This is just my own advice to anybody who wants it. It's hard-earned advice and tonight I feel like shouting it from the rooftops.
When somebody you love is in the hospital or rehab facility, somebody has to go there and advocate for him or her. You have to make sure the wrong things don't happen and you have to ensure that the right things do happen. A close caregiver does not have to abide by visiting hours. Close caregivers can take turns at bedside round the clock. The visiting hours don't apply. If any misguided hospital employees try to say otherwise, you ask the doctor to put a round the clock companion in the orders.
And speaking of the orders...know what meds your person is supposed to take. Make sure every one is in the orders in the appropriate dose. Then make sure they bring the meds at the appropriate times. Today, I literally spent ALL DAY making sure the antibiotics my mom is supposed to have administered thru her mediport were properly given. That meant digging in, calling doctors, arguing with nurses and not budging until they brought in an instructor to teach the rehab nursing staff how to insert the apporpriate needle, flush the line and do a bunch of other stuff I don't know thing one about. And then, when it was leaking, I had to make sure they called her back to the facility to figure out why and fix it. If I wasn't there today, the nurses would have given her the abx thru a vein which is NOT the treatment that the oncologist and infectious disease doctors agreed upon.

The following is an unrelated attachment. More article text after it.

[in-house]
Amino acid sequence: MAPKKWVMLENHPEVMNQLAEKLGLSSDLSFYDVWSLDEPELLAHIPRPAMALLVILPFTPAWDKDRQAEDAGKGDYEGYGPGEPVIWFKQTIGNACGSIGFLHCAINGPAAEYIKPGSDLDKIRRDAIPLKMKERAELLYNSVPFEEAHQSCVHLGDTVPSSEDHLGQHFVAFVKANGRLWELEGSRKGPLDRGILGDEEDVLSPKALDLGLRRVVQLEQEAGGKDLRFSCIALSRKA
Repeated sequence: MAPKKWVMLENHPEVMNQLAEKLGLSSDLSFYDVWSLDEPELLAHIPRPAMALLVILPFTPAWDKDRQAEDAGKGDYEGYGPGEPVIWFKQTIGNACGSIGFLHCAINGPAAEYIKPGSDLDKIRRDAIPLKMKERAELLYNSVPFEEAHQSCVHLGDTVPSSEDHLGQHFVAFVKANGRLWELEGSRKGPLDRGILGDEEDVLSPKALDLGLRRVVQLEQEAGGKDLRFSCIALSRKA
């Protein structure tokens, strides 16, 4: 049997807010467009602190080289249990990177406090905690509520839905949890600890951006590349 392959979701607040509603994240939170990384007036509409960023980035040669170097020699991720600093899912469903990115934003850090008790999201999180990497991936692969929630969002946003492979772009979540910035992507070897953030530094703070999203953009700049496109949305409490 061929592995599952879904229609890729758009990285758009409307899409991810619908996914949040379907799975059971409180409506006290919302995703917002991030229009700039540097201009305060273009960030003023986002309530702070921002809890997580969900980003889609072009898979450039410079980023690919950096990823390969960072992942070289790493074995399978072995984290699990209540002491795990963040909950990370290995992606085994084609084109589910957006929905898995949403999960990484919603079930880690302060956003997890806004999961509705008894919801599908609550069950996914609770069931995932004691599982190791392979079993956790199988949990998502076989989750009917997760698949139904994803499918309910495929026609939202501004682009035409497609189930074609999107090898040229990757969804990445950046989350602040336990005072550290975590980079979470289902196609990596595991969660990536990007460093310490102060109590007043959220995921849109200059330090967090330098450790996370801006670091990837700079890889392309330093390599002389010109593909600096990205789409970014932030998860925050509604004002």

I also had to back up mom when she insisted that she never wore a diaper before and didn't need one today. And I brought a blanket from home because they only give one blanket per patient. If patients are cold, they are supposed to use the bedspread. Except the bedspread is made of a nylon blend that makes it slide onto the floor every time people move...and especially with my mom being a chemo patient...ain't no way that's getting picked up off the floor and getting put up on her. These are little things. But they're also very big things.
Other things I suggest...bring pasteries for the staff. They aren't the ones who make the policies that result in the problems patients encounter. Be chill. Getting emotional slows shit down. Never talk bad about the staff to other patients/visitors...that creates snowballs of discontent. And don't bring candy to the diabetics, McDonald to the cardiac patients, etc. If that's the best help you have to offer, maybe you'd best just stay home after all.